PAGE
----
Thoughts on the Swamp

July 25, 2022 Updated: July 26, 2022

Commentary

Where’s Cato the Elder when you need him?

Around 150 B.C., the grumpy Roman senator took to ending every speech, no matter what the topic (grain allotments for the plebs, plans for a new aqueduct, whatever) with the injunction “Ceterum autem censeo Carthaginem esse delendam”: “And another thing, I think that Carthage ought to be destroyed.”

That refrain has come down to us as a lapidary, three-word imperative: “Carthago delenda est”: “Carthage must be destroyed.”

Daniel Hannan, the British commentator, euroskeptic, and sometime member of the European Parliament, took a page from Cato’s book and for a time ended all his speeches with the formula “Pactio Olisipiensis censenda est”: “The Lisbon treaty must be put to the vote.”

There’s something to be said for repetition.

In 146 B.C., Rome besieged and then sacked Carthage. According to some accounts, the only thing left standing was a funerary monument.

The European Union is still moldering along, but at least the proximate goal of Hannan’s campaign, Britain’s exit from that soul-sucking leviathan, has been accomplished.

With those victories in mind, I’m thinking of concluding all my speeches with the phrase “Palus delenda est”: “The swamp must be destroyed.”

What’s the swamp?

The word has a long history, aided by the serendipitous contingency that Washington was actually built on a literal swamp.

But the term, like a Chinese virus, underwent a “gain-of-function” makeover in 2015 when Donald Trump first strode onto the center stage of American political life.

“The swamp” is the bureaucratic Washington establishment, the alphabet soup of agencies whose personnel, though unelected and largely unaccountable, run our lives right down to the latest permit, regulation, tax, fee, impost, and woke government requirement or interdiction.

But it’s also something more.

“The swamp” names an attitude, an assumption, about power, about politics, but also about certain basic human realities.

Above all, perhaps, “the swamp” rests and feeds upon the progressive assumption that the mass of citizens is incapable of self-government.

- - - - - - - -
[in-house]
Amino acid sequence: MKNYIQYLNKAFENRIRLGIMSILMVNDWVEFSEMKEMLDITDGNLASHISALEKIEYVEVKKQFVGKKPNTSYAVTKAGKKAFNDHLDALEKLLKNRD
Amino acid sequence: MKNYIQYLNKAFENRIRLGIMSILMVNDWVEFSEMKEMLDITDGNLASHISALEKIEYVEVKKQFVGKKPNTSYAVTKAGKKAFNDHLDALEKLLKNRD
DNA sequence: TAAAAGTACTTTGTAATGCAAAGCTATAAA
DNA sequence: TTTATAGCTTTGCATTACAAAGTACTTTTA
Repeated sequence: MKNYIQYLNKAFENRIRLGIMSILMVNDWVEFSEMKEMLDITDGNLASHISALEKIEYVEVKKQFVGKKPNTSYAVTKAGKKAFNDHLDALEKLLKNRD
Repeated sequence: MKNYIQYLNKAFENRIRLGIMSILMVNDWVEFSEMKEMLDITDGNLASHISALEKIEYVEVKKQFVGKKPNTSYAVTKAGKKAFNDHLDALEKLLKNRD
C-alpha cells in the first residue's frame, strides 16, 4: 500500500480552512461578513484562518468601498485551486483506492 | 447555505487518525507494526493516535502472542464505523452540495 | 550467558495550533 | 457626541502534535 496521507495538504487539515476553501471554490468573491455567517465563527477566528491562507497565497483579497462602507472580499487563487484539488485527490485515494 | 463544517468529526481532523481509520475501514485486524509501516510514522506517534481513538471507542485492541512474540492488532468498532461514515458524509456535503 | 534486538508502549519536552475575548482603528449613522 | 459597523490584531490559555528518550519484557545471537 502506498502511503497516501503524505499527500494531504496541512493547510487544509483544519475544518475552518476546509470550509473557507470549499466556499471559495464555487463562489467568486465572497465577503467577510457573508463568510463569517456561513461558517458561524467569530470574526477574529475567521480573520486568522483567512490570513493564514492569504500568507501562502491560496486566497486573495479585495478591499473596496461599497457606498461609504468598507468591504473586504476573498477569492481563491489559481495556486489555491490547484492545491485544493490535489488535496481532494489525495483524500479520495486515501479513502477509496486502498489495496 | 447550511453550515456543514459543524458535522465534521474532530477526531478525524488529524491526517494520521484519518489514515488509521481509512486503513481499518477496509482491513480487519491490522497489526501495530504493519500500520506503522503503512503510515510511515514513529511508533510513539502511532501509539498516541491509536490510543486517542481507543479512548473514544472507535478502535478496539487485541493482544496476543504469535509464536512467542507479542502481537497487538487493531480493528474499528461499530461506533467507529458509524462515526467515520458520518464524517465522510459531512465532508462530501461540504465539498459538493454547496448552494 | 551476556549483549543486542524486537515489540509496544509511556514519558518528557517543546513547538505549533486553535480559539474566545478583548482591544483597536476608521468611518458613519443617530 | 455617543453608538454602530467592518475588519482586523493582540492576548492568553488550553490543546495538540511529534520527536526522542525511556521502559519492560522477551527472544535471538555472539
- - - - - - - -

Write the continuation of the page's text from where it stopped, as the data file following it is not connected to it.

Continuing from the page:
I call that assumption “progressive” because, from the time of Woodrow Wilson on down to the latest Davos mandarin, the neo-feudal bifurcation of humanity into the elect and (ever the majority) subservient has been the guiding, if unspoken, nutrient.

The litany of Trump’s policy achievements is long and distinguished.

It begins with his judicial appointments, some fruits of which we saw last month with the Supreme Court decisions on Roe v. Wade, the Environmental Protection Agency, and the Second Amendment, and includes his attention to our southern border, energy, taxes, the Middle East, and a host of other issues.

But more than any particular achievement, Trump was the tocsin that awakened millions of people—those whom Hillary Clinton dismissed as “deplorables”—to the two-tier reality of political life in the United States.

In “Nicomachean Ethics,” Aristotle wrote that “the good life of man” was the “end of the science of politics.”

Trump showed us how fond that idea had become.

In brief, Trump was the agent of a mass consciousness-raising.

It was that spectacle, the prospect of the people suddenly awakened to the reality not only of their bondage, but also to the identity of their putative masters that stood behind the astonishing hatred Trump aroused among the self-appointed elect.

The frenzied machinations of the Jan. 6 committee to destroy anyone and anything touched by the populist spirit Trump aroused show how desperate our rulers and their scribes and Pharisees have become.

They’re terrified lest Trump return to complete the task of (in Steve Bannon’s memorable phrase) “deconstructing the administrative state,” which the former president began in 2016.

Trump might not be the person capable of carrying that standard, but he is, despite all his quirks and crotchets, likely to be the most effective.

The fury unleashed against him will probably never end, although the midterm elections will probably deprive the rancid anti-Trump mafia of much of their armament.

The point is that the genie that Trump released won’t be coaxed back into the bottle.

Expect the anti-Trump furor to continue and grow in volume and vituperativeness.

Expect the population of the Washington gulag to swell with people indicted for “parading” in or around the Capitol.

Expect more dawn raids and unannounced arrests of former Trump associates.

We might even see the Jan. 6 committee making a criminal referral to the “Department of Injustice.”

The silver lining is that the more hysterical that agents of the regime become, the more stalwart will be the response of the newly awakened populace.

A reckoning, that is to say, is coming.

It can’t come too soon.

In the meantime, join me in chanting “Palus delenda est.”

Views expressed in this article are the opinions of the author and do not necessarily reflect the views of The Epoch Times.

Roger Kimball is the editor and publisher of The New Criterion and publisher of Encounter Books. His most recent book is “The Critical Temper: Interventions from The New Criterion at 40.”